DENVER ( Associated Press) — Joe O’Dea spoke to hundreds of social conservatives and delivered words they’re not used to hearing from a Republican US Senate candidate: “I know my position on abortion. not like all yours.”
O’Dea, a businessman who has publicly declared his support for abortion rights, told the crowd that he supports a ban on late-term abortions and public funding of abortions. But, according to him, the decision to terminate the pregnancy in the first months is “between man and their God.”
In other matters, O’Dea sounds like a typical conservative. He wants to cut government regulation and increase oil and gas production, and opposes gun restrictions. But his support for abortion rights stands out among the Republican Party, in which opposition to the procedure has become a cornerstone.
His main challenger in Tuesday’s primary is Rep. Ron Hanks.who opposes abortion under any circumstances. The two are vying to take on Democratic Senator Michael Bennett, who won his first Senate race in 2010 by crushing his Republican rival over opposition to abortion rights.
Republican voter Carla Davis, who describes herself as “100% pro-life,” believes O’Dea will be a stronger candidate in the general election against Bennett in a state that has rejected initiatives to limit or ban abortion four times since 2008.
“You have to give in on the little things to make things work,” said Davis, a 60-year-old marketing executive who attended a recent O’Dea event.
However, if O’Dea does win the Republican primary, it will be due in part to financial advantage rather than strategic choice by GOP voters. He spent over $600,000 of his own money on his Senate candidacy while Hanks’ campaign raised less than $60,000.
Hanks, who said he walked to the US Capitol on January 6 but did not enter the building during the uprising, said O’Dea’s views did not align with those of most Republican primary voters.
“His political stance would put him to the left of Mitt Romney,” Hanks said in an interview. “The message is not Republican, it’s not conservative, it’s not anti-life.”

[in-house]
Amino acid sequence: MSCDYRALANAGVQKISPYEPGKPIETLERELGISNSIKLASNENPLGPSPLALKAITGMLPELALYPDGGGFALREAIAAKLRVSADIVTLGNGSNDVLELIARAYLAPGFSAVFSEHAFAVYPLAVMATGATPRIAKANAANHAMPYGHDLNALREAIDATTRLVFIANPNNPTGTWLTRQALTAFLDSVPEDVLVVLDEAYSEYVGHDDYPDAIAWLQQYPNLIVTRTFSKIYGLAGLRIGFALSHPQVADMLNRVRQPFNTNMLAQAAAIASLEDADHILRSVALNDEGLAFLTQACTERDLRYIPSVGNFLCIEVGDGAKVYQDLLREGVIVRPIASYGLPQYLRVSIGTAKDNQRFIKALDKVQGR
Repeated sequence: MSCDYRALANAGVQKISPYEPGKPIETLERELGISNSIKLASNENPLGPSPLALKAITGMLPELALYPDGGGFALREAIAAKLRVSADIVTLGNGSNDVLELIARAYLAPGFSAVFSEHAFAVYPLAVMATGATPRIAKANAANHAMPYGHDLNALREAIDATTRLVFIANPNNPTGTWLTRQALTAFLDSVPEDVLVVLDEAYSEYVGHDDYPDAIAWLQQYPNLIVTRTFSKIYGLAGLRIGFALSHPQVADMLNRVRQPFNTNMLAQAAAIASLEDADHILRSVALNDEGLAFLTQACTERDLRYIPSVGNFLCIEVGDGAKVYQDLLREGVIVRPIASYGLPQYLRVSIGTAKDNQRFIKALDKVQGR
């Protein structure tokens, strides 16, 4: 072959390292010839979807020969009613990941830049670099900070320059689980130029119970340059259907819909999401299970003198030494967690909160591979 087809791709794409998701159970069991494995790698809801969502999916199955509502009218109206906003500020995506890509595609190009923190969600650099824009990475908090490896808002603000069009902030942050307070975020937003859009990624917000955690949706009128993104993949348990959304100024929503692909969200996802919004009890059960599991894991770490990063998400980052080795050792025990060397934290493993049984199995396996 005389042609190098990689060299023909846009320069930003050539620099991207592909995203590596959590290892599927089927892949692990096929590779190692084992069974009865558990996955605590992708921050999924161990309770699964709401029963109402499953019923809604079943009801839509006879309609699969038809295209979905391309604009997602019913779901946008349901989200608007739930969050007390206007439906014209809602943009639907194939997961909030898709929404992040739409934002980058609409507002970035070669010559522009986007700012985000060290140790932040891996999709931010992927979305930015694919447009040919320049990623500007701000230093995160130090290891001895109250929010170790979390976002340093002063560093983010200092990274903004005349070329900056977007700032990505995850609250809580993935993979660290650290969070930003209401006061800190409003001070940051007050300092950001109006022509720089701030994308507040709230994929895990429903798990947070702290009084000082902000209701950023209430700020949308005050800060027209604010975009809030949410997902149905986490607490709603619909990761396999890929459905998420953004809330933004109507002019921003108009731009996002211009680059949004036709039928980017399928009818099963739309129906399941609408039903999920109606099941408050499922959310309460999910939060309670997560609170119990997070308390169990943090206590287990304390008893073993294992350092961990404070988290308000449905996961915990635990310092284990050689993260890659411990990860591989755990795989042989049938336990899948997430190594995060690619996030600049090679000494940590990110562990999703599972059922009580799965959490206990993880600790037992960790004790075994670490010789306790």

Hanks has received some help from the Democratic group, who see him as an easier opponent for Bennett. The group spent $800,000 advertising his candidacy in the GOP primary, warning that he was “too conservative” to support a total ban on abortion and allow anyone to carry a firearm in public.
Conservatives fear something similar will happen if Hanks becomes the candidate. “Instead of talking about the economy and not about inflation, you will talk about abortion,” said Mario Nicolais, a lawyer and activist who left the Republican Party in part because of the criticism he received after he supported the vote. on the ban on abortion in the United States. 22 weeks – Critics wanted to completely ban abortion.
For Nikolais, this demonstrates how hard some Republicans are against abortion rights, which has led in part to their marginalization in the state. The 22-week ban failed in the November 2020 elections, just as voters rejected other initiatives to limit or ban abortion in 2008, 2010 and 2014.
Colorado in 1967 became the first state to ease abortion restrictions, six years before the U.S. Supreme Court ruling in Roe v. Wade nationally guaranteed abortion rights in 1973. The Democratic-controlled legislature passed legislation this year. guarantee of full access to abortion in the state, even the Supreme Court overrules Row. Leaked draft Supreme Court decision indicates that this could happen by the time the court’s term expires this month, around the same time as the Colorado primary on Tuesday.